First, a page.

• Speak to someone else and get their opinion on the investment.
  • Protect all personal details and social media sites. Never give away any personal information and make sure you have two-factor authentication for social media log-ins.
  • Looking for any reviews or similar scams online to the one you might be experiencing to see if it is a common scam.
  • Block and report anyone you suspect is an investment scammer.

Methodology

To get overall figures for all 51 states we put together data from the IC3, FTC, BBB, and SARs for 2023. We also made a note of 2019, 2020, 2021, and 2022 figures (including any updates to these figures since our 2022 study).

This year, the District of Columbia was added across all criteria.

IC3 Data: Data categorized as “Investment” scams.” Reports are reviewed and researched before being passed on to federal, state, local, or international law enforcement or regulatory agencies.

https://www.ic3.gov/Media/PDF/AnnualReport/2023_IC3Report.pdf

FTC Data: For 2023, the FTC was able to provide state-by-state figures for investment scams. However, for previous years the FTC doesn’t provide a full breakdown of state-by-state figures for investment scams and instead lists the top 15 states with the highest-ranked reports per million of the population. We made estimates for the other states by finding the average number of cases by the population total for each state.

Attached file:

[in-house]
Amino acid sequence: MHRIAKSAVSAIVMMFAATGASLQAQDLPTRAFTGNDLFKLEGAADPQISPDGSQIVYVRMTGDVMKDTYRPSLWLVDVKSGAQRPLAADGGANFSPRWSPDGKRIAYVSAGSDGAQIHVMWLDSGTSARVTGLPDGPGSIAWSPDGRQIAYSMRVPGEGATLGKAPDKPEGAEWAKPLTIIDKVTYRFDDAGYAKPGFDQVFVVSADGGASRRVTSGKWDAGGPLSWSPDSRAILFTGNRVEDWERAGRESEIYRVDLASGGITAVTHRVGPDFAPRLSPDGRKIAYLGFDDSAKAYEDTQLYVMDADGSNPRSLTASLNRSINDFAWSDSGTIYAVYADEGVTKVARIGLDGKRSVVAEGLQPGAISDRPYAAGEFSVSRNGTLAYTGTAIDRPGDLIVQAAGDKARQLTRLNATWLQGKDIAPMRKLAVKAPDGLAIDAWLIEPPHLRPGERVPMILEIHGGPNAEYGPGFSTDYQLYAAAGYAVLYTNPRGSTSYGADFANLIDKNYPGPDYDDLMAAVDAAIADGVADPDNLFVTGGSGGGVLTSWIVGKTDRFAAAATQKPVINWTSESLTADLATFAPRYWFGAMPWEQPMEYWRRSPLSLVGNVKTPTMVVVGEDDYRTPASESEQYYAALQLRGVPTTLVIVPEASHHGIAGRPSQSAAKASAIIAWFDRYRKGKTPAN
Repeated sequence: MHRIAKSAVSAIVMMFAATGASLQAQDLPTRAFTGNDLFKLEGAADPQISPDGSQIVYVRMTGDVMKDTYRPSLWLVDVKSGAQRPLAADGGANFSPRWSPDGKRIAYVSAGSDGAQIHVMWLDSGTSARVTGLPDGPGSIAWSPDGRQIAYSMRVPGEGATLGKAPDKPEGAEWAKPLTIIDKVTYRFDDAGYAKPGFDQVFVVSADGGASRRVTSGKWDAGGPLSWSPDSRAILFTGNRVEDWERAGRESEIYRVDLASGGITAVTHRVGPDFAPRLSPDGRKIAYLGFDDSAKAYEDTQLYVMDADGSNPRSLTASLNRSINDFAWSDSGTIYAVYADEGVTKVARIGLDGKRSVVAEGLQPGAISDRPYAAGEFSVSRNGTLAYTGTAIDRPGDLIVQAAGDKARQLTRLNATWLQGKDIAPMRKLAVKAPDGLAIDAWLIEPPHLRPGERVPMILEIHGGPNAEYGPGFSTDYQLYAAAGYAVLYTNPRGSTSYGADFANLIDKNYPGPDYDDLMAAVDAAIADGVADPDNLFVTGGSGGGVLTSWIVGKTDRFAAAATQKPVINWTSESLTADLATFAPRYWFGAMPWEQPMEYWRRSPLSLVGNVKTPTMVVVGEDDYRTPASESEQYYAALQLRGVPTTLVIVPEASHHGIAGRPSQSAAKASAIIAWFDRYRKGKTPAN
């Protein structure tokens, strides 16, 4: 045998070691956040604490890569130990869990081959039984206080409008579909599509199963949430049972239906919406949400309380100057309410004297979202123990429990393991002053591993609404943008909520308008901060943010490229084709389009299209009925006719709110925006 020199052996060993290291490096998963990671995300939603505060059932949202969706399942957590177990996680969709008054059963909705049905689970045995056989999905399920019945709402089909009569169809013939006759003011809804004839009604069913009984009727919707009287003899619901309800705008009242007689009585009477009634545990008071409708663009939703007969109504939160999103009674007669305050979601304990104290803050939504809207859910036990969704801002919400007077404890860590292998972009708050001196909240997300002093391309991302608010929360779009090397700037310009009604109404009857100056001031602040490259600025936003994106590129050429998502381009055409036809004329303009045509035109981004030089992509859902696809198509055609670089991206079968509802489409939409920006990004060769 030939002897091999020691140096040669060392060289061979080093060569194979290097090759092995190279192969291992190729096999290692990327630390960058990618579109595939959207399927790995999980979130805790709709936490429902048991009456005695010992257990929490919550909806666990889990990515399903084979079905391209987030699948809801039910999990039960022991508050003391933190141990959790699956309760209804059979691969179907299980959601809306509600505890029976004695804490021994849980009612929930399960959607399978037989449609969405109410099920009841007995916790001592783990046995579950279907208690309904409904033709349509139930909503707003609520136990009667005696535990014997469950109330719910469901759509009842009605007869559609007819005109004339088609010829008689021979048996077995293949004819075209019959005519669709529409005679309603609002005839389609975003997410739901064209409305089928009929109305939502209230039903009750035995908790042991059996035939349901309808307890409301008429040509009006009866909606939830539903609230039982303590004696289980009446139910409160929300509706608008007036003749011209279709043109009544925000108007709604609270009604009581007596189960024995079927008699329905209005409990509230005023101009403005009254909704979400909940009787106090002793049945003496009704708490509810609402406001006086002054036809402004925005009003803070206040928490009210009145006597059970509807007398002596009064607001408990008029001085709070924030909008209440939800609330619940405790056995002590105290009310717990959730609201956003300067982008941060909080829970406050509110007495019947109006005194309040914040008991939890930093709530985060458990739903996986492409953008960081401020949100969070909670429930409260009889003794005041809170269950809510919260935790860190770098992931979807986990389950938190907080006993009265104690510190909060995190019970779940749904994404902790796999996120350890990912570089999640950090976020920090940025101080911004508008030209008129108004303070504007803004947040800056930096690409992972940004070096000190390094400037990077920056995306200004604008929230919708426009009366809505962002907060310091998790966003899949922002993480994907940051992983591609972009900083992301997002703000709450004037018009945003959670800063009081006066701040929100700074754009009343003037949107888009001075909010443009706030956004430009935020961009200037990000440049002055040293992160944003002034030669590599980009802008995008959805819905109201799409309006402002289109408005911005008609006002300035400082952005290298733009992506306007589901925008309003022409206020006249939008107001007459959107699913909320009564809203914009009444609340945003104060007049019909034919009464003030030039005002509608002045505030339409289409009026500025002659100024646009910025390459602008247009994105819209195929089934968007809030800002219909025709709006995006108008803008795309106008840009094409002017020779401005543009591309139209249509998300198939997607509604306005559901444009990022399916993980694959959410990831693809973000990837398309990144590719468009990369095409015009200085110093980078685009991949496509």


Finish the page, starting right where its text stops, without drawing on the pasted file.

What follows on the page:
For example, in 2022, only one state didn’t rank investment scams in its highest fraud types (Kentucky), and so estimates were made for this state from the averages from all other states. In Kentucky, the population is 4,505,836 and the average number of cases for each state’s population came out to be 0.000169, which made the estimated number of investment fraud cases for Kentucky 761.

The FTC reported an average loss of $43,101 in 2023 ($4.64 billion for 107,699 reports). However, these figures do include reports that couldn’t be assigned to a specific state, and, therefore, our state estimates are lower than the total amount published by the FTC by year. For Kentucky, the estimated loss is $21,205,534.

https://public.tableau.com/app/profile/federal.trade.commission/viz/FraudReports/FraudFacts

BBB Data: We analyzed BBB fraud reports categorized as “Investment” scams and submitted against companies – i.e., fraudulent investment sites, scammers posing as professional traders on social media, and asking for advanced fee payments. Complaints were investigated by the BBB.

https://www.bbb.org/

SARs Data: The data from SARs provided the number of cases but not the $ amount lost per scam. To estimate the $ amount lost by state, we averaged figures from the IC3, FTC, and BBB to get an average amount lost for all states by year.

For 2023, for example, the average $ amount lost per scam across IC3, FTC, and BBB was $61,773. This amount was multiplied by the SARs number of cases for 2023. Alabama, for example, reported 43 investment fraud cases in 2023, an estimated loss of $2,656,239.

https://www.fincen.gov/index.php/reports/sar-stats/

State populations: https://data.census.gov/cedsci/all?q=Population%20Total&g=0400000US02

Data researcher: Charlotte Bond